People report cheap drugs are less effective, researchers find
TUESDAY, March 4 (HealthDay News) -- When people think that a medication is expensive, they tend to report more benefit than when they think the drug is cheap, a new study finds.
In fact, 85 percent of people given what they thought was an expensive painkiller said they had reduction in pain, compared with 61 percent of those given the same pill, which they were told was cheap. Most surprisingly, both were the same placebo pill.
"When we gave people medication, a pain placebo, which was discounted, it was less effective," said lead researcher Dan Ariely, a behavioral economist and visiting professor of marketing at Duke University, and author of Predictably Irrational: The Hidden Forces That Shape Our Decisions.
A placebo works on the power of expectations, Ariely explained. "When people doubt the efficacy, the efficacy goes down, in this case because of a discount," he said. "The interesting thing is that marketing variables that have nothing to do with the medication modulate expectation, and therefore can modulate the efficacy of medication."
The report is in the March 5 issue of the Journal of the American Medical Association.
In the study, Ariely's team gave 82 people a light electric shock to measure their perception of pain. This test was given before and after the individuals were given what they were told was a pain pill.
Half the people were given a brochure that described a new painkiller that cost $2.50 a dose. The remaining individuals were given a brochure that described the pill as having been marked down to 10 cents.
The researchers found that among those who thought the pill cost $2.50, 85 percent reported having pain relief. However, for those given the 10-cent pill, only 61 percent reported any pain relief.
"When you expect to get something on discount, and you expected it to be worse, it can actually be worse," Ariely said.
An important implication of this study is how does one present discounted drugs to patients without them thinking they are inferior, Ariely said. "How do we give discounted drugs to people we want to give discounted drugs without giving them the negative side effects?" he asked.
The problem is having people understand the price of the drug is not a function of the effectiveness of the drug. Ariely wonders if discounted drugs and small co-pays give people the impression that the drugs are of lower quality.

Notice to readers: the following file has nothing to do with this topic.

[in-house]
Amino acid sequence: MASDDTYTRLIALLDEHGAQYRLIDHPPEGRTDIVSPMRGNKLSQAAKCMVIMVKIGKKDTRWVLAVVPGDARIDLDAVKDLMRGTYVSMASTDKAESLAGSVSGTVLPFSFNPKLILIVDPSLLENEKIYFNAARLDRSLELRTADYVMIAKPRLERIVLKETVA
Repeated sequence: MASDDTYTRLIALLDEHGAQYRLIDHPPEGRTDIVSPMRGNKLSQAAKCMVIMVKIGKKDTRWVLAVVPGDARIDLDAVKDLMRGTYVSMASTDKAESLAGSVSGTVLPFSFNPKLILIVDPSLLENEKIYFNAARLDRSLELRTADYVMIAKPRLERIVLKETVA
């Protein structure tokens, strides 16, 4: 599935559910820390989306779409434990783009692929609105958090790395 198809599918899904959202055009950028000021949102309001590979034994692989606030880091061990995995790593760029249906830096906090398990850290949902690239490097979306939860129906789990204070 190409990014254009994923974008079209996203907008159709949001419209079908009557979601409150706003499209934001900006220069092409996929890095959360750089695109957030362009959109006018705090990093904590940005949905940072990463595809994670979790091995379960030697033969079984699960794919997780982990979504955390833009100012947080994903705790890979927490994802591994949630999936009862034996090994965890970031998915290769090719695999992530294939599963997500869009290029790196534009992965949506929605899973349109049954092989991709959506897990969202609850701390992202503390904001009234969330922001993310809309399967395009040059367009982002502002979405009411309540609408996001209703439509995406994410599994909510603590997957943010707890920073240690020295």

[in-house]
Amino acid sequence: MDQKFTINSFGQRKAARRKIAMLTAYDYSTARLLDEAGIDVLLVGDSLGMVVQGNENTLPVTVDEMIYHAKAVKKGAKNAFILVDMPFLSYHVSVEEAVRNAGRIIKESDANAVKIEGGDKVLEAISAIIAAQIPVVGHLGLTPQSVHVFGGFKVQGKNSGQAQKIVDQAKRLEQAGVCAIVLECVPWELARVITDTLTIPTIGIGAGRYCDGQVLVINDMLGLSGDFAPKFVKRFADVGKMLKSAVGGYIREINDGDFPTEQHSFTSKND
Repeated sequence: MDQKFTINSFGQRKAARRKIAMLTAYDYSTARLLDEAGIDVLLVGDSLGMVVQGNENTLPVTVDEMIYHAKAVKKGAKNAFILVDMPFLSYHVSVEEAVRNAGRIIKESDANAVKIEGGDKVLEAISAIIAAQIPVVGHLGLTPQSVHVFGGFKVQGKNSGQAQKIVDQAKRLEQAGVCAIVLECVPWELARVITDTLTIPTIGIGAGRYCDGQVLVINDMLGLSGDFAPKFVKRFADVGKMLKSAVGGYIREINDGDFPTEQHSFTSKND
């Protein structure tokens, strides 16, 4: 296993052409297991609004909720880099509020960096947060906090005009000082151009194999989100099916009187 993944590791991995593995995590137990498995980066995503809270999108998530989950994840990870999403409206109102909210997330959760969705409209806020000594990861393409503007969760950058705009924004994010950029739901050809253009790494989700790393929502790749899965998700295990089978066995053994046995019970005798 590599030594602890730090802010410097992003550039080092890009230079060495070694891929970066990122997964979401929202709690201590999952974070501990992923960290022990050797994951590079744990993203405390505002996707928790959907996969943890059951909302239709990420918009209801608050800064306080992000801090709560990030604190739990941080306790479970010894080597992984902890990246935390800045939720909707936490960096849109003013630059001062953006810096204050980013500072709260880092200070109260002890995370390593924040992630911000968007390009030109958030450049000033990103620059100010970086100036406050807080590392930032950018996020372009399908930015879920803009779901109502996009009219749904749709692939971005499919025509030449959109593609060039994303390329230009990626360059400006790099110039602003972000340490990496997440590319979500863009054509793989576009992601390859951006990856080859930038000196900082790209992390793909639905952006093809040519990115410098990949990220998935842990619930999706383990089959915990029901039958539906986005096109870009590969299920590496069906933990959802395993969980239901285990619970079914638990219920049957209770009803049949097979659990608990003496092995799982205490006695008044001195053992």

One way of reducing the effect of cost on the perception of efficacy is when patients understand why they are getting the discounts they are getting, Ariely said. Another strategy is for doctors to explain to their patients the benefits of the drug and that cost is not related to the performance of the drug.
One expert agreed that price is tied to perceived value, whether it involves cars or drugs. Overcoming the perception about drugs and price is something that doctors can help patients do.
"These findings fit exactly with the way we Americans are," said Daniel E. Moerman, the William E. Stirton Professor of Anthropology at the University of Michigan, in Dearborn. "We all think expensive cars are better, but even a cheap car will get you to the store."
Moerman thinks that since price plays such a pivotal role in people's perception of drug efficacy, many people probably doubt the quality and efficacy of generic drugs.
Although generic drugs are pharmacologically the same as brand-name drugs, "meaningfully, I can't help it, they are not the same," Moerman said. "This means that physicians are going to have to compensate in some other way."
Doctors need to take the time to educate their patients about the benefit of the medication they are prescribing, Moerman said.
"If you have patients whose drugs are shifting to generics, maybe you need to pay a little more attention to the change and convey enthusiasm about these generic drugs. You can indicate that they are exactly the same as the drug they have been taking in the past -- they're better, because they don't cost as much," he said.
For more on the placebo effect, visit the Creighton University School of Medicine.
SOURCES: Dan Ariely, Ph.D., behavioral economist, Duke University, Durham, N.C., and author, Predictably Irrational: The Hidden Forces That Shape Our Decisions; Daniel E. Moerman, Ph.D., William E. Stirton Professor of Anthropology, University of Michigan, Dearborn; March 5, 2008, Journal of the American Medical Association
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